Mbalula said that the ANC NEC had decided an investigation was necessary. But he was careful to say it was not necessarily about individuals, although such a probe was also an opportunity for anyone to remove a stain from their reputation.
Mbalula’s comments also suggest that it is not about Magashule alone. That must obviously be the case. But it might be interesting to discover if other people could be caught up in this web. Jacob Zuma, for example, spoke at a meeting of the Black First Land First Movement while it was contesting elections against the ANC.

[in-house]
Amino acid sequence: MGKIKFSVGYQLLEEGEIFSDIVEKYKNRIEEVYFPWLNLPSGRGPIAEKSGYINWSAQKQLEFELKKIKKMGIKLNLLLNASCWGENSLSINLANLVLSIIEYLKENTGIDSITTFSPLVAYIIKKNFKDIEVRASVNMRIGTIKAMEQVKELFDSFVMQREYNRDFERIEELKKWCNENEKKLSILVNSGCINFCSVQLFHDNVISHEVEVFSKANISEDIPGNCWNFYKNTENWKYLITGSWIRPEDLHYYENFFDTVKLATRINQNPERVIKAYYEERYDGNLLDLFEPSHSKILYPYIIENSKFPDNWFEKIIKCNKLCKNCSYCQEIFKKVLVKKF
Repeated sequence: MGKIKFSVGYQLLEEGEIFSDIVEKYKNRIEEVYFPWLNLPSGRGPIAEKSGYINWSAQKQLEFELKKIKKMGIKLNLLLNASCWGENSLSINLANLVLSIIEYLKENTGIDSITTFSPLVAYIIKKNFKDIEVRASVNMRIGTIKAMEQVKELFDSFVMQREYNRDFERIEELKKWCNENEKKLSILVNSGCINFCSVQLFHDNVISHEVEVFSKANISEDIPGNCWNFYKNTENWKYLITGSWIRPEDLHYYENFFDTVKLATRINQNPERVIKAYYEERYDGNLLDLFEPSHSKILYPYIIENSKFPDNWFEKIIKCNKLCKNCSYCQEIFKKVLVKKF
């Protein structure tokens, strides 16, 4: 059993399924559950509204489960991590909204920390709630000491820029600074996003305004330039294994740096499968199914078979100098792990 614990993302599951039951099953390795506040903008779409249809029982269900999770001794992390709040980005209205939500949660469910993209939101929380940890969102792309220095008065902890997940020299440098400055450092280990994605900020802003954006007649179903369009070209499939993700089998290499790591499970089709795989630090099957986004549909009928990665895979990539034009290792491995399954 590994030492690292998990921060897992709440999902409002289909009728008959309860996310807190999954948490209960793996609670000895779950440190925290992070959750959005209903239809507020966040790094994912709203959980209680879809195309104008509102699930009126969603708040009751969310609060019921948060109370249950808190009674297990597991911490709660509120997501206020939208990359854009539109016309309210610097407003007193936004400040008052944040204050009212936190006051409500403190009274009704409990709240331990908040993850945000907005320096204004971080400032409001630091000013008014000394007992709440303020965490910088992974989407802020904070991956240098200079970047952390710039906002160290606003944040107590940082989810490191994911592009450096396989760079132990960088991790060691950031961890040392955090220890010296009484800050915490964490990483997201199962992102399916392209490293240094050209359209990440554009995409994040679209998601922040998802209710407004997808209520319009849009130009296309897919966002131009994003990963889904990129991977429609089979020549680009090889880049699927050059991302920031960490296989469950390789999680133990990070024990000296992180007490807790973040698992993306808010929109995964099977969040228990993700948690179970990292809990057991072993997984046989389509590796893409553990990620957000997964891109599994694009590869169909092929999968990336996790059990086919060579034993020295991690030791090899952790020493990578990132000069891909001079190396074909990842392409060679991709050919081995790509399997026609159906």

The significance of all of this is difficult to overstate.
It is obvious that someone cannot be a senior official in one party and help another at the same time. Most political parties have a clause in their disciplinary code that says helping another party leads to almost automatic expulsion (the former British spin doctor Alastair Campbell was recently expelled from the Labour Party that he did much to help to power for tweeting that he had voted for the Liberal Democrats). To do such a thing is the equivalent of treason within a political party.
Perhaps the real danger for Magashule may be the people conducting the inquiry.
Motlanthe is not just a former president. He is one of the last leaders in the party who are seen to be of unimpeachable integrity; there have been no corruption claims made against him. He is also absolutely the right person for this inquiry because of his pre-presidential history.